Romney Hits High Note in Iowa Straw Poll
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FORMER GOV. MITT ROMNEY (R), Massachusetts: The change begins here tonight in Iowa. Thanks so very much.
MARGARET WARNER: Mitt Romney’s first-place finish in Saturday’s Republican straw poll in Iowa was hardly a surprise. The millionaire businessman and former Massachusetts governor vastly outspent the rest of the field, devoting an estimated $2 million to $3 million to coming in first.
What’s more, his three most formidable rivals — former New York Mayor Rudy Giuliani, Arizona Senator John McCain, and former Tennessee Senator Fred Thompson, who hasn’t officially entered the race — all skipped the poll.
No delegates were at stake in the beauty contest, staged by the Iowa Republican Party to raise money and rally the party faithful ahead of the 2008 caucuses. The party charged attendees $35 and the candidates’ thousands of dollars for prime tent and display space.
Romney’s campaign bused in thousands of voters to Ames, paid for their tickets, and fed them free barbecue in his air-conditioned tent. By day’s end, he’d won nearly 32 percent of the 14,000 votes cast.
Second and third place went to two candidates who’d tried to portray themselves, not Romney, as the true social conservatives in the race. Former Arkansas Governor Mike Huckabee placed second with 18 percent, despite spending only $150,000.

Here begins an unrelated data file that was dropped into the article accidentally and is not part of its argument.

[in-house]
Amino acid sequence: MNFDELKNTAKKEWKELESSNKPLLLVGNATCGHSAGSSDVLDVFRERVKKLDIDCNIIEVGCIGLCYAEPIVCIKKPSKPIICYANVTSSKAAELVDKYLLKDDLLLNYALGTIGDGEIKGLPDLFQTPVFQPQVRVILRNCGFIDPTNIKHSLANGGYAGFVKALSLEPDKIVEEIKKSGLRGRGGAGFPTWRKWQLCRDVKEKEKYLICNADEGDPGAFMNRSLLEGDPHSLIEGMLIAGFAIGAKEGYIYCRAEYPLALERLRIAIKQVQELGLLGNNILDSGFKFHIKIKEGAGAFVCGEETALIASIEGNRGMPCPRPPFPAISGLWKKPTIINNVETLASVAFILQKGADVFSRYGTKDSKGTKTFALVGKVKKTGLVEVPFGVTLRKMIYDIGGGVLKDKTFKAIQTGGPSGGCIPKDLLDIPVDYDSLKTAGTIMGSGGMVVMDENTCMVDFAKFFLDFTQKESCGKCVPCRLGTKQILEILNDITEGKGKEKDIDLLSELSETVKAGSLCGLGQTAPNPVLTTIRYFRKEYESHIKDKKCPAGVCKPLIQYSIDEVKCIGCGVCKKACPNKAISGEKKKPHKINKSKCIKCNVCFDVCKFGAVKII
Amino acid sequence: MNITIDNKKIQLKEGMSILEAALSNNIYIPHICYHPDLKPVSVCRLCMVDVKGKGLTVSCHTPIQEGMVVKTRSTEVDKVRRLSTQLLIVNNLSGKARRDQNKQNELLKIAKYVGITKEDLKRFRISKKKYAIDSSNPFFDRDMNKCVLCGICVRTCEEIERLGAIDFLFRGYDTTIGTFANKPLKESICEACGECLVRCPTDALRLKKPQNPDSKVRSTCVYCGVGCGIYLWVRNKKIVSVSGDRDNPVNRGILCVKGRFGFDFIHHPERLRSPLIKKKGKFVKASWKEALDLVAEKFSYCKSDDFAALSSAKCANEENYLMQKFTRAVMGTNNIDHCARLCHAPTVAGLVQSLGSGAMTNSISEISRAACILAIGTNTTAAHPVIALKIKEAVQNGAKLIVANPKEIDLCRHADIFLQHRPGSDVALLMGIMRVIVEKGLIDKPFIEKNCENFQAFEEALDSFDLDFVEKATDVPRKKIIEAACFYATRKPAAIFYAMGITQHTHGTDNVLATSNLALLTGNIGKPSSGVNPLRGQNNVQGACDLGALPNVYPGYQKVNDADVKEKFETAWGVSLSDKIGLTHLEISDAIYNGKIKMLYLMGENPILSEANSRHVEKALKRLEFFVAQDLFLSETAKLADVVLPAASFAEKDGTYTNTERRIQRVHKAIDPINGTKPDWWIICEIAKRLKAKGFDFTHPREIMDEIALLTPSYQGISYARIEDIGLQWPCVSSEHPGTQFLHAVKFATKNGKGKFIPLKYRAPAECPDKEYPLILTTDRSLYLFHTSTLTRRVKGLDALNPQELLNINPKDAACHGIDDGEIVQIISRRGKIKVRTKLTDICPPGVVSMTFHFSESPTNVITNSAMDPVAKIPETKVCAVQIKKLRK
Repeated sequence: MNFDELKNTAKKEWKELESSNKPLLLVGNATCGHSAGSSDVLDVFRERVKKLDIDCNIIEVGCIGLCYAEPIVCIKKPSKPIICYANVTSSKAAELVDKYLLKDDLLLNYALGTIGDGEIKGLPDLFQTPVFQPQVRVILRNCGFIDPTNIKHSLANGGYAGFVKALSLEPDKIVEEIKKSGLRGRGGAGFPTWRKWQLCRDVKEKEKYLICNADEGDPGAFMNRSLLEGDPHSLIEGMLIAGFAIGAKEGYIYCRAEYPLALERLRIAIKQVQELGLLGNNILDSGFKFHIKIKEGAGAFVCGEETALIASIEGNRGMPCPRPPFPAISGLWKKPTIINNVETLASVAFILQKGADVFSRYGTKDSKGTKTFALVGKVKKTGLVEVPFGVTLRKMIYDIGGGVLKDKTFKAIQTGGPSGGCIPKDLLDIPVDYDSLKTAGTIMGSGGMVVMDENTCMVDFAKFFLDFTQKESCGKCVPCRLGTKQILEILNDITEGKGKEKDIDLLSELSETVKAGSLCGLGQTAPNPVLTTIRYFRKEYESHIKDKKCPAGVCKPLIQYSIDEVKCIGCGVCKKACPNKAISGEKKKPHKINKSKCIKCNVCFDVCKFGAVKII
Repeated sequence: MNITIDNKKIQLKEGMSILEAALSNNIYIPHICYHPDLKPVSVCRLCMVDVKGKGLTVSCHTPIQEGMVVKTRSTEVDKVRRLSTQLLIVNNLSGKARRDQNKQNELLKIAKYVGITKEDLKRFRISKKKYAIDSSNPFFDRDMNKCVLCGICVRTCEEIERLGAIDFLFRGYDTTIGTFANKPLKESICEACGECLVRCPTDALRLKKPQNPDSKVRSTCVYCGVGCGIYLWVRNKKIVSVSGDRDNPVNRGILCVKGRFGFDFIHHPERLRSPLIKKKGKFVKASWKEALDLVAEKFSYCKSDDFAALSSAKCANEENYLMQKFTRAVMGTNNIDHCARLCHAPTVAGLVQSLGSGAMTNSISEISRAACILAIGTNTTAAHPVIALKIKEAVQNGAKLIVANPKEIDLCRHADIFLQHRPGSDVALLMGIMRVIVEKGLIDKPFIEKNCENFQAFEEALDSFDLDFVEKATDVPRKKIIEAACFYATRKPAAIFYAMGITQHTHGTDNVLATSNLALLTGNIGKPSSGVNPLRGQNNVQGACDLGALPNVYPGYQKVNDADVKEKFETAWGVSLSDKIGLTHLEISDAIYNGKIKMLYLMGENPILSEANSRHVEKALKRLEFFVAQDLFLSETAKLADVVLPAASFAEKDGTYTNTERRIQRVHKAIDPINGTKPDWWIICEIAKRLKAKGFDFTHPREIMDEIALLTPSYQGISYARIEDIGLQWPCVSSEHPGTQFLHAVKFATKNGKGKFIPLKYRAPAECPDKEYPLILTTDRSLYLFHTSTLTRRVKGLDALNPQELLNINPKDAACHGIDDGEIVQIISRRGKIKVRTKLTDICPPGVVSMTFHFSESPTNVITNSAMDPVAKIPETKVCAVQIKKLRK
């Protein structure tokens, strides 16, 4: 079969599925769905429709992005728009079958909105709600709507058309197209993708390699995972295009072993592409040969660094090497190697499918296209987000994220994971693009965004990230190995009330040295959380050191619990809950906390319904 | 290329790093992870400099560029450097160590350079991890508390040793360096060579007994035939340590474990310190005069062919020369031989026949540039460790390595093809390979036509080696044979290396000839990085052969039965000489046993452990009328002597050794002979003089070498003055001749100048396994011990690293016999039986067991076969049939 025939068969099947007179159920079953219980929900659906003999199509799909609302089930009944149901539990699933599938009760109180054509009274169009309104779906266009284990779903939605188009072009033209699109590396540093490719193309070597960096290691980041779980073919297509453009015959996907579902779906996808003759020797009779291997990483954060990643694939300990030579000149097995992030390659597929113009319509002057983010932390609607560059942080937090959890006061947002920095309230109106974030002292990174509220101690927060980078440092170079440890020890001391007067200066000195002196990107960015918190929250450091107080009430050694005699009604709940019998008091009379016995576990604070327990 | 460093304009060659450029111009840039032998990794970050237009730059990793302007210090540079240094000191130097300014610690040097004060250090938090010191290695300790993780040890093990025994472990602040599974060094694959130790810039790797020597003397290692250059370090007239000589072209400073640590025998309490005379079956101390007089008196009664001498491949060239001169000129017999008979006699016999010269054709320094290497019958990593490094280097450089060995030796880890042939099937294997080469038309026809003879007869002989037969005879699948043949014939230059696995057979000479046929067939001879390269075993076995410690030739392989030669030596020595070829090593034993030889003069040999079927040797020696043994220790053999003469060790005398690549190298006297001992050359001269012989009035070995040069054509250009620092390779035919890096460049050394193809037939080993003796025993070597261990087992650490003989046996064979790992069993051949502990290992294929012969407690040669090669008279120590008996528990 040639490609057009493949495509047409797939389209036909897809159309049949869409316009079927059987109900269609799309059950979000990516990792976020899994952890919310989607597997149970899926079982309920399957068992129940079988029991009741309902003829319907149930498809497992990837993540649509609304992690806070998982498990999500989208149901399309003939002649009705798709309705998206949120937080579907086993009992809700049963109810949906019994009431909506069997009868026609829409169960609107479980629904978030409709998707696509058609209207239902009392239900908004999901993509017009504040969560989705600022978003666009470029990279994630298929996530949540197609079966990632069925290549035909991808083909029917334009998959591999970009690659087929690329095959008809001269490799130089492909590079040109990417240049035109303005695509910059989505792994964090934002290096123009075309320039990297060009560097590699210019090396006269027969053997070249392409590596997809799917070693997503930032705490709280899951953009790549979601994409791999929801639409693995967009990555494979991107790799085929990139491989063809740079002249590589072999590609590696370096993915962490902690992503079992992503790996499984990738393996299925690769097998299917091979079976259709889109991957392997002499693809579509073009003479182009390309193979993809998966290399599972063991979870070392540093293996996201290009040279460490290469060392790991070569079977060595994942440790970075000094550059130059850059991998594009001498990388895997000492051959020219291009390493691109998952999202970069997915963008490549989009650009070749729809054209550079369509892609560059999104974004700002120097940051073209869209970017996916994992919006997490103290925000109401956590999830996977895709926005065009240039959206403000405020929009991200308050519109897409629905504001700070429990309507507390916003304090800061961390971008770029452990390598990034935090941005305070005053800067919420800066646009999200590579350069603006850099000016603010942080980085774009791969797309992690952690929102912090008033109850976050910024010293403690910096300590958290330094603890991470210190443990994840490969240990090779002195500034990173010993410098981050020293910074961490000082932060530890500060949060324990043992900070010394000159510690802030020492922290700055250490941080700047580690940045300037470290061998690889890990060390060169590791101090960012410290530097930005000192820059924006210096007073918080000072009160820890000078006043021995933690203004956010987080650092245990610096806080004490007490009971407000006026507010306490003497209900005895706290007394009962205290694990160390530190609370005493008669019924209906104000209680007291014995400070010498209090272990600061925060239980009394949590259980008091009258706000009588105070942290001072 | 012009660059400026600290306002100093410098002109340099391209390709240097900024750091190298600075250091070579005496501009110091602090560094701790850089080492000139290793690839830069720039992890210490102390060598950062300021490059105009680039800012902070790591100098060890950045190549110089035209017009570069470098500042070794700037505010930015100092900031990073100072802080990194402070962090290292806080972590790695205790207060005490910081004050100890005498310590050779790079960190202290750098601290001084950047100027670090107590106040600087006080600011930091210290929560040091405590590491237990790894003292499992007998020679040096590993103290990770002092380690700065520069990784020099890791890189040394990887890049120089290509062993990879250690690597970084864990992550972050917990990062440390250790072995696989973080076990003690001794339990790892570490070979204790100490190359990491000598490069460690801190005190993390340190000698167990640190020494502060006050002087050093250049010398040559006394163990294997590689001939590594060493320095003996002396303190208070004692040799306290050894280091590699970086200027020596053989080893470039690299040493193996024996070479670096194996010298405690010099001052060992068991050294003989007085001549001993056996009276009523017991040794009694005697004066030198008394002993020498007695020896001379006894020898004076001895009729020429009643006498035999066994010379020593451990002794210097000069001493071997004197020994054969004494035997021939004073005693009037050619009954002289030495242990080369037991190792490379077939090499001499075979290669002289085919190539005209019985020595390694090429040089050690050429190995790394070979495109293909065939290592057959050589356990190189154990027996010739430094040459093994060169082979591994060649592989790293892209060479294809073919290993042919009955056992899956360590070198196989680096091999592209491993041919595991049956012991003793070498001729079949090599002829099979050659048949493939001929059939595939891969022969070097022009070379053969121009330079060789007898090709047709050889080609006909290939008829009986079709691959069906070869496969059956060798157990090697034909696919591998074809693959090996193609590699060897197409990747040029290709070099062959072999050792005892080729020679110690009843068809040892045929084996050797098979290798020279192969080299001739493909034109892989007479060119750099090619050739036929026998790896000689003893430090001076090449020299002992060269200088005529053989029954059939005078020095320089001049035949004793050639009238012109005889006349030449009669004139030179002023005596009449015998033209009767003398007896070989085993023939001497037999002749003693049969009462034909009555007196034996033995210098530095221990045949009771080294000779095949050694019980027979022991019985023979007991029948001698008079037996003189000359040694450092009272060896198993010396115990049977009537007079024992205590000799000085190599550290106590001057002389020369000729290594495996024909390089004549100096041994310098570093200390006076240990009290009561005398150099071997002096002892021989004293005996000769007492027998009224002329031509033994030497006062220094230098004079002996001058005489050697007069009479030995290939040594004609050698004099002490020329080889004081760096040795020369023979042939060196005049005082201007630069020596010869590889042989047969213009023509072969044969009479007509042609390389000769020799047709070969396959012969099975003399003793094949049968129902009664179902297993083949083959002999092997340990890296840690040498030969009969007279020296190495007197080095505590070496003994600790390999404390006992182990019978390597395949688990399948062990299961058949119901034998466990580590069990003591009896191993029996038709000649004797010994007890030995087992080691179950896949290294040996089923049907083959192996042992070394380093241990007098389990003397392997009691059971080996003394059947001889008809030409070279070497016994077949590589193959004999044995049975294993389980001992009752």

FORMER GOV. MIKE HUCKABEE (R), Arkansas: When you look at what we were able to achieve, it was because people came to Ames to vote for us.
MARGARET WARNER: In third place, with 15 percent, was Kansas Senator Sam Brownback, who spent a little over $300,000 and relentlessly hammered Romney as out of touch with Iowa’s conservatives.
SEN. SAM BROWNBACK (R), Kansas: Mitt Romney has supported taxpayer funding of abortion. Mitt Romney recently, as recent as 2005, said he continued to take and was in a pro-choice position.
Becoming a serious contender
MARGARET WARNER: The biggest casualty of the weekend vote was former Wisconsin Gov. Tommy Thompson, who dropped out of the race entirely after placing sixth, behind Congressmen Tom Tancredo of Colorado and Ron Paul of Texas.
For more on Romney's straw poll win and what it means or doesn't mean for the Republican race, we turn to Dan Balz of the Washington Post. He was in Iowa over the weekend, but joins us tonight from Manchester, New Hampshire.
And, Dan, hello.
DAN BALZ, Political Reporter, Washington Post: Hello, Margaret.
MARGARET WARNER: He certainly spent an unprecedented amount to win this thing. Did he get his money's worth? Did Romney get his money's worth in political terms?